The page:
Girls as young as 12 in domestic violence relationships in the Kimberley

Domestic violence is so common in the region girls believe it is normal.

Domestic violence disproportionately affects women in Australia, and for women living in the Kimberley, this reality is far starker than for the average Western Australian. In fact, women in the Kimberly are four times more likely to be hospitalised as a result of domestic violence than the average Western Australian women, and reporting rates are increasing at twice the state average.

Welfare workers have raised concerns about the prevalence and normalisation of domestic violence in regional Western Australia where girls as young as twelve are being assaulted by their boyfriends according to a report by Emily Jane Smith of ABC Kimberley.

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Alarmingly, more and more adolescent girls are having violence perpetrated against them. And because domestic violence is so rampant in their communities, girls believe it is “normal” to be beaten by a boyfriend.

Among those raising concerns is Victoria Baird. In her capacity as the regional coordinator of Save The Children in the East Kimberly, Baird said that domestic violence affected most of the young people with whom she came into contact.

"We have 12, 13, 14-year-olds who are already in violent relationships with their teenage partners," revealed Baird in a shocking statement.

A report to this effect was given by Detective Sergeant Tania MacKenzie of East Kimberley in March 2017.

"We're seeing situations where young girls [as young as 14] are being repeatedly assaulted, dragged along the street and assaulted again and again, which is such a concern that at that young age they're getting used to that level of violence," said Detective Sergeant MacKenzie.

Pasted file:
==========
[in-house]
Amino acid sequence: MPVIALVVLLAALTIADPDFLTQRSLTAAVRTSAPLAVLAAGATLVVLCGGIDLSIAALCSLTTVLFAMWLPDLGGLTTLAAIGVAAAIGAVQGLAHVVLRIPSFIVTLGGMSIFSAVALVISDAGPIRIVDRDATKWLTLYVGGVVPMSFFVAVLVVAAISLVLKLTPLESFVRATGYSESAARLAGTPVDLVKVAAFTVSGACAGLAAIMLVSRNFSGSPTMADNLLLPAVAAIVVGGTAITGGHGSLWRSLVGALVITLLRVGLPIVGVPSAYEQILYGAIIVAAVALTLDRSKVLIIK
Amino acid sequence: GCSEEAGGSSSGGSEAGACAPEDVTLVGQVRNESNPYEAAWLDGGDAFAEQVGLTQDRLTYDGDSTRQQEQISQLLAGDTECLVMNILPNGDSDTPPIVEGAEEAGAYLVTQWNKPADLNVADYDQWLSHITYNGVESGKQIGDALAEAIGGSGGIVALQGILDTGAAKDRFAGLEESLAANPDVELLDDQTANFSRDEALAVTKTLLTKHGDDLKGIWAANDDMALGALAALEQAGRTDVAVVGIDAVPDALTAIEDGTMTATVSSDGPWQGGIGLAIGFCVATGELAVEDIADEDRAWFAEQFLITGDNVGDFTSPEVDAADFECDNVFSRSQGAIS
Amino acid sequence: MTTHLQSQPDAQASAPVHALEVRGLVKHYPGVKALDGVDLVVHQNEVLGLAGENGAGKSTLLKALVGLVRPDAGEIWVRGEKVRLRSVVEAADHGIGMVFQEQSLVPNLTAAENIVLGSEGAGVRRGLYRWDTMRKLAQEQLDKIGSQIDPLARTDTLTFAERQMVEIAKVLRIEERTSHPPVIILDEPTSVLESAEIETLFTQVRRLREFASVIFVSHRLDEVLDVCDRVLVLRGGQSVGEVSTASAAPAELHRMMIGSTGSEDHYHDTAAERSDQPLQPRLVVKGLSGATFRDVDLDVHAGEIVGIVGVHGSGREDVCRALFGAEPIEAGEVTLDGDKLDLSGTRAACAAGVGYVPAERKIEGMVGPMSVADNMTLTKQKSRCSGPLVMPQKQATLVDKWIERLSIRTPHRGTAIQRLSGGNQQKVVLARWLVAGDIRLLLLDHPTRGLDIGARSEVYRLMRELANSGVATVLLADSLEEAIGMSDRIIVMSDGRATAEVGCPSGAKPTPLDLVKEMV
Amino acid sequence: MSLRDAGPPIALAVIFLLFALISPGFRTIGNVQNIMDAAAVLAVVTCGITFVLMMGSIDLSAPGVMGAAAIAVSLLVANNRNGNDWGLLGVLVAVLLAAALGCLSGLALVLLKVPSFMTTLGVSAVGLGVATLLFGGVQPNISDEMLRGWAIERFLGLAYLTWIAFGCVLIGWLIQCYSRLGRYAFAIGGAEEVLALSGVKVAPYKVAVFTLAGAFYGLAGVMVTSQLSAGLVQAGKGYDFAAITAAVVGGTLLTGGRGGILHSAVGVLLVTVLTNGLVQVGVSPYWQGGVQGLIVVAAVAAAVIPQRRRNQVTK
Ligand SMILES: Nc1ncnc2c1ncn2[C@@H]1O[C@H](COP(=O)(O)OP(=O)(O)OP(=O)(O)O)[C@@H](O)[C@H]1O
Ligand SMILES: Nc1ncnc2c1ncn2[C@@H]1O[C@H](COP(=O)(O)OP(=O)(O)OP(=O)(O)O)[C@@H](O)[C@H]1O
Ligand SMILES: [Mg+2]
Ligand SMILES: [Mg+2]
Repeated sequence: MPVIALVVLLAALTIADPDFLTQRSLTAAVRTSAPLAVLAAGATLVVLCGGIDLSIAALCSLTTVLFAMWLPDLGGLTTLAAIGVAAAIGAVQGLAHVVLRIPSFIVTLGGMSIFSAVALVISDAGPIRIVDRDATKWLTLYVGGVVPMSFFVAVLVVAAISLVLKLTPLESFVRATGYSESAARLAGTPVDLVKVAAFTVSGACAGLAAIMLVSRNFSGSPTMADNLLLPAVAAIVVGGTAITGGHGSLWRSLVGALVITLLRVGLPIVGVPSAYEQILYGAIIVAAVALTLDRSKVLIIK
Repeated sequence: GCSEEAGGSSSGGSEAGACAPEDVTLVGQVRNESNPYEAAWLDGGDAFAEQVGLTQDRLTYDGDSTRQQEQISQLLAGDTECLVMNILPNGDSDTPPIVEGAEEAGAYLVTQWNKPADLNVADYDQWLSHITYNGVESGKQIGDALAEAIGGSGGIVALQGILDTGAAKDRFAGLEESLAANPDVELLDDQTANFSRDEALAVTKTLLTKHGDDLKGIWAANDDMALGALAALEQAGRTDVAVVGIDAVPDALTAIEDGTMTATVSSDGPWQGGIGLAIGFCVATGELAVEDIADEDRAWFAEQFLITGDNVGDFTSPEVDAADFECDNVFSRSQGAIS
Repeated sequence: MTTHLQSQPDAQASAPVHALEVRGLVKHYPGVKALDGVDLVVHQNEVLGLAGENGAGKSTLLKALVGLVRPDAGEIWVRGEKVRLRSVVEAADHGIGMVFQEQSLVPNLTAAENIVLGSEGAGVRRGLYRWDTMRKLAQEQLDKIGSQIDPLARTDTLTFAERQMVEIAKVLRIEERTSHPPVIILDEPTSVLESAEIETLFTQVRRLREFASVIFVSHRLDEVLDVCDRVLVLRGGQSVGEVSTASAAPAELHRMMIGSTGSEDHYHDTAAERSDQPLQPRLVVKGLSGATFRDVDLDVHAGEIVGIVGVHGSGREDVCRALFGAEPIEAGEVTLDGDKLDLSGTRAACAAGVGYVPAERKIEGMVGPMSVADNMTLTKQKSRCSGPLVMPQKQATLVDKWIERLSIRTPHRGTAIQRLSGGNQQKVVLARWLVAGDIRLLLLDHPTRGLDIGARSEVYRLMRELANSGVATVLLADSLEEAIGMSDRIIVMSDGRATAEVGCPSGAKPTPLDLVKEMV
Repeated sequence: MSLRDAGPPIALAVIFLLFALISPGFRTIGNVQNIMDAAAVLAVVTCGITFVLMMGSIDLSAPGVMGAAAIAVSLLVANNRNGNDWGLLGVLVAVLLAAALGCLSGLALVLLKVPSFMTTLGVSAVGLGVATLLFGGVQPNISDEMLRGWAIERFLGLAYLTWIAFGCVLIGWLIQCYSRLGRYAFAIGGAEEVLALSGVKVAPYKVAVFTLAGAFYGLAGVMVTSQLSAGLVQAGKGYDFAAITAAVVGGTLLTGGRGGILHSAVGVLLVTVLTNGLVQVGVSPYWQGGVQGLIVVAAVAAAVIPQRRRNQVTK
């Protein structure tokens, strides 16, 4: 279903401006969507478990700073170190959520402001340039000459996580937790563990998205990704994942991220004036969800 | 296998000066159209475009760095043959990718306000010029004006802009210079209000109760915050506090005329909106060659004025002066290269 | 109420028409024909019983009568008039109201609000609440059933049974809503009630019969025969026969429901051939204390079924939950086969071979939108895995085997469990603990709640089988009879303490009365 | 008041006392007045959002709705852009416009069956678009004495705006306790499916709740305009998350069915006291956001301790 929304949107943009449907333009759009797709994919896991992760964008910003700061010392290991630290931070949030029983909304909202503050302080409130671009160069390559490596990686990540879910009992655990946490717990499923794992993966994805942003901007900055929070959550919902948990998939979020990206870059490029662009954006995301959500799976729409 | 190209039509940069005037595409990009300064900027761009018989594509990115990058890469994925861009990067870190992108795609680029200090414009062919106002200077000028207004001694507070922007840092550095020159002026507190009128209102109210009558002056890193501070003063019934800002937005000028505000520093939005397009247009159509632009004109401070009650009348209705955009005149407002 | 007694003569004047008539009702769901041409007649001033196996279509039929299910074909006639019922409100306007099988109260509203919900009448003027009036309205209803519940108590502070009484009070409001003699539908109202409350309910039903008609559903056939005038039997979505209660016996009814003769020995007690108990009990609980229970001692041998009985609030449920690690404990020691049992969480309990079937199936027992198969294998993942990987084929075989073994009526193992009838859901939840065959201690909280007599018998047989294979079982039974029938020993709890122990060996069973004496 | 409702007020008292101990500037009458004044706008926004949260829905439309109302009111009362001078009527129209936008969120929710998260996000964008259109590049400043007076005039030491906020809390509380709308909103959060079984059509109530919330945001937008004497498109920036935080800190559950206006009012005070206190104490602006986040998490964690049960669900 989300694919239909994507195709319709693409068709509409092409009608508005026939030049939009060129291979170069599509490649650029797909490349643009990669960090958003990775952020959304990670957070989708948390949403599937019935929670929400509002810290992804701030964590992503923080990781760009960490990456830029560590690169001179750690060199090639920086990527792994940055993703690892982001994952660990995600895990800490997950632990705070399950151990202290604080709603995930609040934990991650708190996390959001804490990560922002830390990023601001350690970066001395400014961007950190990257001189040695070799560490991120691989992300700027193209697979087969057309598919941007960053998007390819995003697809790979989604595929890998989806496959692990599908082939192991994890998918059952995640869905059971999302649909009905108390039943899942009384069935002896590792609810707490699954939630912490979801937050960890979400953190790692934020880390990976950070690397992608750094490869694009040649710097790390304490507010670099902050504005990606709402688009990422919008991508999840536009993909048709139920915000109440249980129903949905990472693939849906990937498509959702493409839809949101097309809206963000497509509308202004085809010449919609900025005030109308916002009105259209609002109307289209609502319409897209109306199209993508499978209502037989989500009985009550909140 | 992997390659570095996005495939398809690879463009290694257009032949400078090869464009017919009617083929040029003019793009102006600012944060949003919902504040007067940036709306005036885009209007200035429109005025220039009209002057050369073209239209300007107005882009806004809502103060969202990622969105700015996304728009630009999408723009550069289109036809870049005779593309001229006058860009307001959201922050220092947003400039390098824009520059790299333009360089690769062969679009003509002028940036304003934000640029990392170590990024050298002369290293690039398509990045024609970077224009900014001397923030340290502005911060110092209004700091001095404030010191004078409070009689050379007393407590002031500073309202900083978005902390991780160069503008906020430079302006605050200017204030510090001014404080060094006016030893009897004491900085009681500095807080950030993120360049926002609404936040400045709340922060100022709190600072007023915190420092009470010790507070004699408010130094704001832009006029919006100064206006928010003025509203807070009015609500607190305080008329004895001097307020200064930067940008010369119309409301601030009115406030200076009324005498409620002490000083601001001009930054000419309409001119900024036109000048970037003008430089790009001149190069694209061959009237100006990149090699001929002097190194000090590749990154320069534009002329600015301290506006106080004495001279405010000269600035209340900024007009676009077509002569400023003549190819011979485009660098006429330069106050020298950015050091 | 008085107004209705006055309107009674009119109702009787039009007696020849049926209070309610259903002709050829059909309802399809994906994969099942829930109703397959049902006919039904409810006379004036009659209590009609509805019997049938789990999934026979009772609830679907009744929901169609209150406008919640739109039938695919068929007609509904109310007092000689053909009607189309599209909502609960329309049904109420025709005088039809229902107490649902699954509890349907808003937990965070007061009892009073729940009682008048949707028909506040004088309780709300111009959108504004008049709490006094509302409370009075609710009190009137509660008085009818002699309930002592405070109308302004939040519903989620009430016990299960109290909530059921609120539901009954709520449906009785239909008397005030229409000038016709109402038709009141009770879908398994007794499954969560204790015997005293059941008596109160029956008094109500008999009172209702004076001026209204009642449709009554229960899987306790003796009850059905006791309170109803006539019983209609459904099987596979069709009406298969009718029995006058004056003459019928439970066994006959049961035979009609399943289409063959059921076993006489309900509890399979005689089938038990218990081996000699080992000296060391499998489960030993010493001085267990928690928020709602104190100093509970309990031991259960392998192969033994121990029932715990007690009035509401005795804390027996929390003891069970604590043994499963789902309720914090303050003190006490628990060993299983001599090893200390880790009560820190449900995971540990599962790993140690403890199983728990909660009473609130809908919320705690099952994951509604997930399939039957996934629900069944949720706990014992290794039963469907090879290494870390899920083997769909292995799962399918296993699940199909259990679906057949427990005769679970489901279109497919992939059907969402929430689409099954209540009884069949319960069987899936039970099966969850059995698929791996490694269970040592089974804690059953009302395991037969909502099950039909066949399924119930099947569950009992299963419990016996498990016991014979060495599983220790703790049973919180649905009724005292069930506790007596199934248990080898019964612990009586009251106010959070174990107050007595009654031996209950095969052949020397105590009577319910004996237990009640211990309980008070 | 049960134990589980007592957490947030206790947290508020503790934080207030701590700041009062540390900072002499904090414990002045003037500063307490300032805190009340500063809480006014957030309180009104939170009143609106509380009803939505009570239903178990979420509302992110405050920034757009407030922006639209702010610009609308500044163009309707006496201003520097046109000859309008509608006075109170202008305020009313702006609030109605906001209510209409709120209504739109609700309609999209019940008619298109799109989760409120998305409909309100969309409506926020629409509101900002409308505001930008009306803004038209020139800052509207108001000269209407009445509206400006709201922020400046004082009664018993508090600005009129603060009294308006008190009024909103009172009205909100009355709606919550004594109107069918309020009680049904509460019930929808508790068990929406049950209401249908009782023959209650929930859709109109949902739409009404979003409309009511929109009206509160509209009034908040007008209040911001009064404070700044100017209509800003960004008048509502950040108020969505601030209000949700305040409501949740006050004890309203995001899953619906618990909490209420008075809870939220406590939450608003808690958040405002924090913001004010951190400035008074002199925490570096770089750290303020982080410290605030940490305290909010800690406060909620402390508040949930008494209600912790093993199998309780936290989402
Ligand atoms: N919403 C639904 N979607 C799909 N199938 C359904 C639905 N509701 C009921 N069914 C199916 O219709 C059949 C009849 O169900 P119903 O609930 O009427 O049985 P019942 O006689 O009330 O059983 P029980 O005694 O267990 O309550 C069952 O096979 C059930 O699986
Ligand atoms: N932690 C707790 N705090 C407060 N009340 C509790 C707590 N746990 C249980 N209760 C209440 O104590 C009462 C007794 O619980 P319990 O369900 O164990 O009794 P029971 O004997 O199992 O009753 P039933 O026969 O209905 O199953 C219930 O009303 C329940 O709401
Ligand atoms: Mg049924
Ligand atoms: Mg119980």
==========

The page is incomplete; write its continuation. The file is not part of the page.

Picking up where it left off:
Ms Baird explained that children often experience domestic violence growing up and so domestic violence becomes normalised and tolerated.

"Domestic violence is so normalised across the region. Most of these kids have […] experienced it growing up, it's not an unusual part of a relationship,'' said Ms Baird.

"It's something that affects them in their relationship in their family that they've grown up and now as they move forward into adulthood, it's repeating that cycle."

And the cycle is vicious.

Welfare workers say that attacks such as a recent incident, which saw a 16-year-old girl allegedly slashed across the face by her boyfriend, are not uncommon.

In fact, Detective Sergeant MacKenzie said, "I've seen women that have had their ankles smashed with rocks, so they can't walk away with anyone else, and we've seen repeated attacks with all sorts of weapons: belt buckles, rocks, hammers, wheel braces, boiling water, just a myriad of weapons that people use and yes, you get some pretty horrific injuries from those kind of weapons." (Park 2017).

While reporting rates are on the rise, terror continues to plague survivors of domestic violence, particularly adolescent survivours, who often are too afraid to speak out for fear of backlash or retribution from the perpetrator or the perpetrator’s family.

This cycle of violence must be broken, and for this to occur, Mr Hill insists that young people must be engaged and taught about healthy relationships.

"We need to break that cycle, but to break the cycle you need begin with the young generation," he said.

Mr Hill suggested that services for young men, in particular, were needed to change the pervasive and entrenched culture of violence in the Kimberly region.

"We need to teach them from a young age that it's not an acceptable way to treat your partner," he said.

For family and domestic violence support services:

    1800 Respect national helpline: 1800 737 732

    Women's Crisis Line: 1800 811 811

    Men's Referral Service: 1300 766 491

    Lifeline (24 hour crisis line): 131 114

    Relationships Australia: 1300 364 277

Please join Collective Shout in our commitment to protecting girls from sexual exploitation and violence

About the author: Violeta Buljubasic detests pornography and anything that resembles it. Cognisant of its devastating consequences, she believes that porn and the raunch culture from which it stems are symptoms of a ubiquitous ill that has removed sex and sexuality from their original design. Moved by the work of Collective Shout, Fight the New Drug, and NCOSE, Violeta hopes to be part of the solution to this insidious problem.


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